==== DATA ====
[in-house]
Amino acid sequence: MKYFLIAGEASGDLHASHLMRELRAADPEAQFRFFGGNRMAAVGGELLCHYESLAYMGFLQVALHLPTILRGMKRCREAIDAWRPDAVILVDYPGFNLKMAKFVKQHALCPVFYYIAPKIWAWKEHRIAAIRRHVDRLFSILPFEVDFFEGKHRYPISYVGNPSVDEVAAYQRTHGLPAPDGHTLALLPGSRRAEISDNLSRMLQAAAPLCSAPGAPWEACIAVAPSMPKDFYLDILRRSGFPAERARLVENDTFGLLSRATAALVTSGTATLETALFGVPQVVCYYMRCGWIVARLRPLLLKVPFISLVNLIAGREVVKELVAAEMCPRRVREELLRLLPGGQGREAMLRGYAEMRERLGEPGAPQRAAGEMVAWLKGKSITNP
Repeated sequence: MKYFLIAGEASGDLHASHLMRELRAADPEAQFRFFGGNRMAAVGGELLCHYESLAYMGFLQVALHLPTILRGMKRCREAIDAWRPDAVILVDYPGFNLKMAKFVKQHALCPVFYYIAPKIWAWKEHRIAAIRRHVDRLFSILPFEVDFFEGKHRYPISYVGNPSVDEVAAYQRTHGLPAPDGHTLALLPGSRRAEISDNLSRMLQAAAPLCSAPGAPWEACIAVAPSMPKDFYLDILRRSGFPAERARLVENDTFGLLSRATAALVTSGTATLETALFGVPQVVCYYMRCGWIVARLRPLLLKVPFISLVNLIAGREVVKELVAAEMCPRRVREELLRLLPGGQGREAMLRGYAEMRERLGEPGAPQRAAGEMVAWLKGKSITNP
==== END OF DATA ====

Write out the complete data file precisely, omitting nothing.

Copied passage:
[in-house]
Amino acid sequence: MKYFLIAGEASGDLHASHLMRELRAADPEAQFRFFGGNRMAAVGGELLCHYESLAYMGFLQVALHLPTILRGMKRCREAIDAWRPDAVILVDYPGFNLKMAKFVKQHALCPVFYYIAPKIWAWKEHRIAAIRRHVDRLFSILPFEVDFFEGKHRYPISYVGNPSVDEVAAYQRTHGLPAPDGHTLALLPGSRRAEISDNLSRMLQAAAPLCSAPGAPWEACIAVAPSMPKDFYLDILRRSGFPAERARLVENDTFGLLSRATAALVTSGTATLETALFGVPQVVCYYMRCGWIVARLRPLLLKVPFISLVNLIAGREVVKELVAAEMCPRRVREELLRLLPGGQGREAMLRGYAEMRERLGEPGAPQRAAGEMVAWLKGKSITNP
Repeated sequence: MKYFLIAGEASGDLHASHLMRELRAADPEAQFRFFGGNRMAAVGGELLCHYESLAYMGFLQVALHLPTILRGMKRCREAIDAWRPDAVILVDYPGFNLKMAKFVKQHALCPVFYYIAPKIWAWKEHRIAAIRRHVDRLFSILPFEVDFFEGKHRYPISYVGNPSVDEVAAYQRTHGLPAPDGHTLALLPGSRRAEISDNLSRMLQAAAPLCSAPGAPWEACIAVAPSMPKDFYLDILRRSGFPAERARLVENDTFGLLSRATAALVTSGTATLETALFGVPQVVCYYMRCGWIVARLRPLLLKVPFISLVNLIAGREVVKELVAAEMCPRRVREELLRLLPGGQGREAMLRGYAEMRERLGEPGAPQRAAGEMVAWLKGKSITNP